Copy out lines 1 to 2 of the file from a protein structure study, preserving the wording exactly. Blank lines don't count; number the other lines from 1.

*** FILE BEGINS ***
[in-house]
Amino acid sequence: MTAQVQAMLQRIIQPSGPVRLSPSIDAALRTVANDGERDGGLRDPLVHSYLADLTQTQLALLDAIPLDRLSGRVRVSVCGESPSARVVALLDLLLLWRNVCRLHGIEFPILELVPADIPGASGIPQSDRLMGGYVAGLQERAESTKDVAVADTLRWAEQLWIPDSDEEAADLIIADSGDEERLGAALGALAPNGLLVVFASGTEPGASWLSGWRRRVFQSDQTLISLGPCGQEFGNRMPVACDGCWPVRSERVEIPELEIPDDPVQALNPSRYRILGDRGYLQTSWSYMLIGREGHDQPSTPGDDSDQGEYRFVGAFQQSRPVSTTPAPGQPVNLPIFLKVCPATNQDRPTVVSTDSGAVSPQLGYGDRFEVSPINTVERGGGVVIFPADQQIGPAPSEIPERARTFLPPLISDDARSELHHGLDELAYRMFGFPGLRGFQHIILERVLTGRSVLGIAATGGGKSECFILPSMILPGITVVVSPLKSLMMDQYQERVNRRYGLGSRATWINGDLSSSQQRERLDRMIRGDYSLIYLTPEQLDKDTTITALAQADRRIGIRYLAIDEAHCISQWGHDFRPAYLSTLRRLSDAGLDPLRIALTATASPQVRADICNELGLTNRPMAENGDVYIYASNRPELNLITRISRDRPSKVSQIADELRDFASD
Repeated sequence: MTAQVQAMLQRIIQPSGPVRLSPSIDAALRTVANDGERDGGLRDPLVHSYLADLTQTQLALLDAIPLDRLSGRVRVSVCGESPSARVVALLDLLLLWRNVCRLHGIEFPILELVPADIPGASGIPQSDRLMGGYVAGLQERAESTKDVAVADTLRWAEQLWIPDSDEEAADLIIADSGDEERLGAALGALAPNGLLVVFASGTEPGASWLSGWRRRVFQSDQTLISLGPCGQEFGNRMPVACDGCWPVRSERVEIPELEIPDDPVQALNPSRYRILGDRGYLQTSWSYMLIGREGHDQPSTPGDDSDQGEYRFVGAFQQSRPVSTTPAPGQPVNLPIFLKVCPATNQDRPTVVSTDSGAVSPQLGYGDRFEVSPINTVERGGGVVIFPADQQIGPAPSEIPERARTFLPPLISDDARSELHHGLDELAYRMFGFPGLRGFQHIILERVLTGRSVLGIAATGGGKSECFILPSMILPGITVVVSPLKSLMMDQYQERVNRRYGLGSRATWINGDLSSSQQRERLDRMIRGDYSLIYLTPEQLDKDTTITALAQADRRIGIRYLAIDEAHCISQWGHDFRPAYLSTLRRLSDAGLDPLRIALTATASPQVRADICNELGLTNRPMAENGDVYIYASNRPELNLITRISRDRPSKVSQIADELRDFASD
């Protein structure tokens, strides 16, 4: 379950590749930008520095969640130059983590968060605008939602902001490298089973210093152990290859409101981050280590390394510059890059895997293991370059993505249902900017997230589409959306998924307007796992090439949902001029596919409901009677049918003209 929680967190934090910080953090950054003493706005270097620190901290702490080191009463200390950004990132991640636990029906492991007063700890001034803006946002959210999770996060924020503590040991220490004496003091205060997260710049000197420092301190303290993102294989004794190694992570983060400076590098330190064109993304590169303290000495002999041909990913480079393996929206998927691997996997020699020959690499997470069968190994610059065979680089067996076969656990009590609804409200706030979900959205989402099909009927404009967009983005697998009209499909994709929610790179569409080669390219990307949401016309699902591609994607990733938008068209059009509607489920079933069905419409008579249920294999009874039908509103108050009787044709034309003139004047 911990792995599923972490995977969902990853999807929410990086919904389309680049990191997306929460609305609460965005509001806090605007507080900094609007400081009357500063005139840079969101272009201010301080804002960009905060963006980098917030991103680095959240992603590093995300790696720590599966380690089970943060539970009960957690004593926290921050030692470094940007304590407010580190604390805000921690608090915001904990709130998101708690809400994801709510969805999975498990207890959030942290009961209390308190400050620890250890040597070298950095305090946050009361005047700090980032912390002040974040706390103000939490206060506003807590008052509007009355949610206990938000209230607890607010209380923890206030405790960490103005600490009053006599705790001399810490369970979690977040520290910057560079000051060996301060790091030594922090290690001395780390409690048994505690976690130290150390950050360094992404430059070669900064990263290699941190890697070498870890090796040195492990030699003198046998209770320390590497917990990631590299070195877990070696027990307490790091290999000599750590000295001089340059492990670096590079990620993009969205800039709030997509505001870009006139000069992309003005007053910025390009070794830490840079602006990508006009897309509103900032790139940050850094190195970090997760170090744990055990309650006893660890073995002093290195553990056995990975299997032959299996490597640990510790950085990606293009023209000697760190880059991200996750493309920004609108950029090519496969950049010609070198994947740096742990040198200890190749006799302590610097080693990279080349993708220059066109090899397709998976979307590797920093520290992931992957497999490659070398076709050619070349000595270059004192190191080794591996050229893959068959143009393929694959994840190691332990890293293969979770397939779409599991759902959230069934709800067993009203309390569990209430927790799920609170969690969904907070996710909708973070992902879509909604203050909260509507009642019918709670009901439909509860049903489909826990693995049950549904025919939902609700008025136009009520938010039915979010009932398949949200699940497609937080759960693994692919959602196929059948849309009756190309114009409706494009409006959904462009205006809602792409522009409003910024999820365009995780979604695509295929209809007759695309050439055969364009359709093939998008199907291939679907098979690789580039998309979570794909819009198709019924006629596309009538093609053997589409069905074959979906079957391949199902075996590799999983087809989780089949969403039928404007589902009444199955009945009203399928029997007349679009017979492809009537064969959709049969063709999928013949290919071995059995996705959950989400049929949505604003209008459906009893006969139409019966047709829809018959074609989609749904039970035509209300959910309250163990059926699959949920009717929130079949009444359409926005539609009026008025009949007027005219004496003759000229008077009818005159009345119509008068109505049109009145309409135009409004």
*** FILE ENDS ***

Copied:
[in-house]
Amino acid sequence: MTAQVQAMLQRIIQPSGPVRLSPSIDAALRTVANDGERDGGLRDPLVHSYLADLTQTQLALLDAIPLDRLSGRVRVSVCGESPSARVVALLDLLLLWRNVCRLHGIEFPILELVPADIPGASGIPQSDRLMGGYVAGLQERAESTKDVAVADTLRWAEQLWIPDSDEEAADLIIADSGDEERLGAALGALAPNGLLVVFASGTEPGASWLSGWRRRVFQSDQTLISLGPCGQEFGNRMPVACDGCWPVRSERVEIPELEIPDDPVQALNPSRYRILGDRGYLQTSWSYMLIGREGHDQPSTPGDDSDQGEYRFVGAFQQSRPVSTTPAPGQPVNLPIFLKVCPATNQDRPTVVSTDSGAVSPQLGYGDRFEVSPINTVERGGGVVIFPADQQIGPAPSEIPERARTFLPPLISDDARSELHHGLDELAYRMFGFPGLRGFQHIILERVLTGRSVLGIAATGGGKSECFILPSMILPGITVVVSPLKSLMMDQYQERVNRRYGLGSRATWINGDLSSSQQRERLDRMIRGDYSLIYLTPEQLDKDTTITALAQADRRIGIRYLAIDEAHCISQWGHDFRPAYLSTLRRLSDAGLDPLRIALTATASPQVRADICNELGLTNRPMAENGDVYIYASNRPELNLITRISRDRPSKVSQIADELRDFASD